The head of this madcap household was owner and publisher Dorothy (Dolly) Schiff, a pre–Katharine Graham archetype who was roundly mocked by the staff. Dolly sat in “the tower” far above us and descended into the city room about once a month. Reporters parted as she strode imperiously among the riffraff, elegantly coiffed, for a talk with Paul Sann, who suddenly turned from hard-bitten editor to deferential hired hand (“Sure, Dolly.” “Whatever you say, Dolly.”). Editors lived in constant fear of her memos, and speculation was endless about what Dolly wanted in the paper. Once she sent down a note saying she had liked a story about a treed dog, and for months afterward there were stories about beleaguered animals.

Nobody seemed to be in charge. Jimmy Wechsler, who would eventually earn a place on the Nixon enemies list, had been the Post’s editor-in-chief and editorial conscience since the late 1940s, but he was deposed in 1961. By the time I arrived the city room was in serious decline. Wechsler’s position had been more or less assumed by Schiff, who ran the paper with an iron whim.

I never mastered some technical rudiments of reporting, such as typing while cradling a telephone receiver between the chin. Just how the ramshackle Post got out a newspaper every day was a dark mystery, 50 percent repetition and 50 percent luck. The paper had the smallest news hole in town after all the columns, features, photos, sports, and puzzles were subtracted—about five pages, of which maybe three dealt with examples of racial injustice, demonstrations, and labor disputes. The front page was usually devoted to a huge headline, a photo of a movie star, and a news story that had nothing to do with either the headline or the photo. Occasionally a picture, a headline, and a story would coincide, as when Pope John XXIII died or Mandy Rice Davies testified in the Profumo sex scandal in England—stories of equal weight on the Post’s topsy-turvy news scales. When the nuclear test ban treaty was signed the story ran on page seven, while page one carried the latest news of the Profumo trial. When someone asked a city editor to justify this odd news positioning, he replied, “How many people own atom bombs and how many people fuck?” The amusing feature stories, the only reason I applied for a job there, were relegated to the back pages during that legendary long hot summer of  ’63.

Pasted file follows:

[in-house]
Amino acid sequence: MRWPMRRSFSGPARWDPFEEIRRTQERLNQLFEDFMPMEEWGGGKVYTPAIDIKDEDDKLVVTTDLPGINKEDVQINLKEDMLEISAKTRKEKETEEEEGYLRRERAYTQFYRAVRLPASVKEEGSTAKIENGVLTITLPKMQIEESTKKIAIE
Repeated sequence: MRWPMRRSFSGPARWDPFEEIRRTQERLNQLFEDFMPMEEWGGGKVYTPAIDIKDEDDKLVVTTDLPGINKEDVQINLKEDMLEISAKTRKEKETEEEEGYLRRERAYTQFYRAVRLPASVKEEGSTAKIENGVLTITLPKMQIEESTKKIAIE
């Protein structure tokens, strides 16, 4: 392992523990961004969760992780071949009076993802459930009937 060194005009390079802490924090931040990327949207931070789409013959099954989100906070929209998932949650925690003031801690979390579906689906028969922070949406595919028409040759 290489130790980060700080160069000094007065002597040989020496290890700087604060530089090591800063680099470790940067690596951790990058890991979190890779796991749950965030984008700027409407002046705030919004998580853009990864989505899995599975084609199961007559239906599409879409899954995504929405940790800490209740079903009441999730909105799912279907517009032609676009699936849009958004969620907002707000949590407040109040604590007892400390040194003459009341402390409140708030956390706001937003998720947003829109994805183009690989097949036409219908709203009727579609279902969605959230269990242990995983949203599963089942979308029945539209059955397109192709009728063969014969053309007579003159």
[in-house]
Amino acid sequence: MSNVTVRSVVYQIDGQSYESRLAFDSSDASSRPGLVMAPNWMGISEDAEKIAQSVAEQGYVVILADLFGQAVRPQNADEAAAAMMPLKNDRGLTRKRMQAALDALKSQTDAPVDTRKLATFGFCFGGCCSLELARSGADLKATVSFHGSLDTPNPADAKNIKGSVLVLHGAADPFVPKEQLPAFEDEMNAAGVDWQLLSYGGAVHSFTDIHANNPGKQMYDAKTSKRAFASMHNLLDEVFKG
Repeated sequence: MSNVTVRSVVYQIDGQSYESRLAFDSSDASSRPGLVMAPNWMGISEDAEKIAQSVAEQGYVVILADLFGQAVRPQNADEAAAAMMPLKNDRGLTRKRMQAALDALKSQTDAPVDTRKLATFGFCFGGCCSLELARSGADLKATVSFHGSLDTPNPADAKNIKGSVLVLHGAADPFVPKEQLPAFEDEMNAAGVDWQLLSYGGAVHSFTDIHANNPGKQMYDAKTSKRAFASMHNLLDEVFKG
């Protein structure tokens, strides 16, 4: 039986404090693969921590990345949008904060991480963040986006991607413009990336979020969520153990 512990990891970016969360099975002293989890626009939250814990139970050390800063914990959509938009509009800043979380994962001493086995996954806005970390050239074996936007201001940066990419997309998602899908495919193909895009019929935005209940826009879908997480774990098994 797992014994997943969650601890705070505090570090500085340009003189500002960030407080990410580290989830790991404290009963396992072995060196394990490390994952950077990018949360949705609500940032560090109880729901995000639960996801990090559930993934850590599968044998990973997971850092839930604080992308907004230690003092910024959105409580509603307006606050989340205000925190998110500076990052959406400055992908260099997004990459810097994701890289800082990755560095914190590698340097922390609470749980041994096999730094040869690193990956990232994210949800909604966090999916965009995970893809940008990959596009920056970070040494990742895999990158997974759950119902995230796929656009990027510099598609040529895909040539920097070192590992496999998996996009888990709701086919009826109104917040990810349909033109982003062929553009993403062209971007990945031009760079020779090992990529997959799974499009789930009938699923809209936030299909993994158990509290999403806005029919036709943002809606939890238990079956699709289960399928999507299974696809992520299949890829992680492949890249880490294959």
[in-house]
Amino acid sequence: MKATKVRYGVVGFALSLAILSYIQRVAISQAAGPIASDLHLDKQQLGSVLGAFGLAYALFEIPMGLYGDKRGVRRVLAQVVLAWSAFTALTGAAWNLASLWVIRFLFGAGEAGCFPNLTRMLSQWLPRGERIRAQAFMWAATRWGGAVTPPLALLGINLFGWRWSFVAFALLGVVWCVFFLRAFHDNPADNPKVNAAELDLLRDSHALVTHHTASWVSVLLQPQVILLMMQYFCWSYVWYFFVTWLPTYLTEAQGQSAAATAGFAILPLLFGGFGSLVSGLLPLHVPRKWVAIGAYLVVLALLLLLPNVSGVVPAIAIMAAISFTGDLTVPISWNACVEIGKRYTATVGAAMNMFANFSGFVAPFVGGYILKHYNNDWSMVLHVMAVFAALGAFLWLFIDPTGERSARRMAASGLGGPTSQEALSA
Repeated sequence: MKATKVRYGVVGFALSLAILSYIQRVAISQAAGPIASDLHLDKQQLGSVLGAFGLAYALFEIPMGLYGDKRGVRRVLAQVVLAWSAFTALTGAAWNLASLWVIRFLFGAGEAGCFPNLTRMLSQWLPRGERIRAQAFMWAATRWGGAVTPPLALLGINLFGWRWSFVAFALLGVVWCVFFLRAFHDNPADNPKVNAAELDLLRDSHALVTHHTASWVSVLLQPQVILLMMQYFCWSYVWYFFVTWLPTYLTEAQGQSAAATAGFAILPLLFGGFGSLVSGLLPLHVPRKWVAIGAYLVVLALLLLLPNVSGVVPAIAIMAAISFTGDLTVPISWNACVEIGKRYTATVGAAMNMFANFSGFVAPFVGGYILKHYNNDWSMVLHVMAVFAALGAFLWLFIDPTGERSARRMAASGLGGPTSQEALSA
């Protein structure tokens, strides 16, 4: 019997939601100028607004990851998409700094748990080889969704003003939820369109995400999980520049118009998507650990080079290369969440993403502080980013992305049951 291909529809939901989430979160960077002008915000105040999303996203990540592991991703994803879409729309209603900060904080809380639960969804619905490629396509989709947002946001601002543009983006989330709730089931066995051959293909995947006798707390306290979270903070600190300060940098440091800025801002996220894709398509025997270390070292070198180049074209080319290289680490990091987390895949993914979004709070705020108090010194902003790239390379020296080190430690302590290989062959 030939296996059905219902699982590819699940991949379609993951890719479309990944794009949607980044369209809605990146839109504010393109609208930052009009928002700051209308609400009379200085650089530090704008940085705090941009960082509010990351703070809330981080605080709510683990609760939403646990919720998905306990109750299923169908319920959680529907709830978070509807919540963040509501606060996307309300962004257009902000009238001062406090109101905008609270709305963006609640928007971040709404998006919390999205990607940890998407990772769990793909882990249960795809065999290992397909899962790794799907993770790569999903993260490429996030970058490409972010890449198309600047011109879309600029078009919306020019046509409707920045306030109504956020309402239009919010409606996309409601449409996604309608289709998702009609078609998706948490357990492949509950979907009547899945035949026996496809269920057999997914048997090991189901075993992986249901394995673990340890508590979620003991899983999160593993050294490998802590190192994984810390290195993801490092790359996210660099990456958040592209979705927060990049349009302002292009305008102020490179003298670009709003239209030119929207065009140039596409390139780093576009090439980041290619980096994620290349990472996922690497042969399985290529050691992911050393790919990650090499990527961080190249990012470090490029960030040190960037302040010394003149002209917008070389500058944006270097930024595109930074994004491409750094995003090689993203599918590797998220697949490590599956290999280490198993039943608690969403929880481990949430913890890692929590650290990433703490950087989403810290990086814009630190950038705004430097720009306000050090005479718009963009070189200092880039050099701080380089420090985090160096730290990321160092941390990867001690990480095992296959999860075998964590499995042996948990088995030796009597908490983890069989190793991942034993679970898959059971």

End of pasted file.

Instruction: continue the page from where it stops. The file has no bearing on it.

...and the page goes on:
The Post seemed both overstaffed and overburdened. Seventeen of my assigned stories, half my total summer output, failed to run, yet news holes were plugged with wire features.

I spent my evenings at home, staring at the grease-stained walls of my little room and listening to towed cars being delivered, with a clang, at the garage across the street, accompanied by profane shouts from mechanics. When I got to work at midnight, the city room seemed deserted, a few whirring fans the only thing stirring. A night city editor would toss me a pile of Times stories to rewrite (i.e., disguise), with no instructions to do any original report- ing—just as well, I thought.

I fed the city desk all sorts of story ideas, but few got a response and most of them were quickly spiked on an actual spike. The infrequent times I was allowed to cobble together a feature story after midnight required calling people at 1 or 2 A.M. to get a reluctant quote. Once I came up with an idea the night city editor liked—how bagels were invented, thus appealing to the paper’s big Jewish readership (bagels were not yet a nationwide staple). The editor suggested I call a few Jewish celebrities for their views on the subject. I reached a few names via an outfit called Celebrity Service that provided contact numbers. When I dialed George Jessel, the comic barked, “How the fuck should I know where bagels come from? I just eat ’em.” He hung up, annoyed at being pestered with a dopey question at midnight. The allegedly jolly, warmhearted Gertrude Berg, Molly of the radio and TV mainstay The Goldbergs, also gave me an irritated reply. Somehow I cobbled together my late-breaking bagel story and the paper ran it on page two, giv- ing me a day of short-lived credibility.

It became evident that I was an all-night liability, so I was reassigned to the daytime newsroom, then ruled over by the fearsome Johnny Bott, who growled and used a spittoon. I was as terrified and hapless “working the phones” as I was going into the streets for a live story. The few times I was trusted to go out on a story, I got most of my information from helpful rival reporters. I never knew what questions to ask at a fire. When an editor snapped, “How much damage was there?” I stammered, “It sure looked like a lot to me.” He commanded me to call the fire department and get a goddamn dollar amount, which had never occurred to me, nor had it seemed especially interesting. I was more curious about what firemen think while battling a blaze.

One of the more peculiar rituals I encountered at the Post involved leaving for the day. You never knew when you were supposed to go home until an editor bid you an official good night by waving his hand and saying, “Take a good night, Jerry.” How I longed to hear that. Another version involved taking a slide, as in, “You may take a slide, Mr. Nachman.”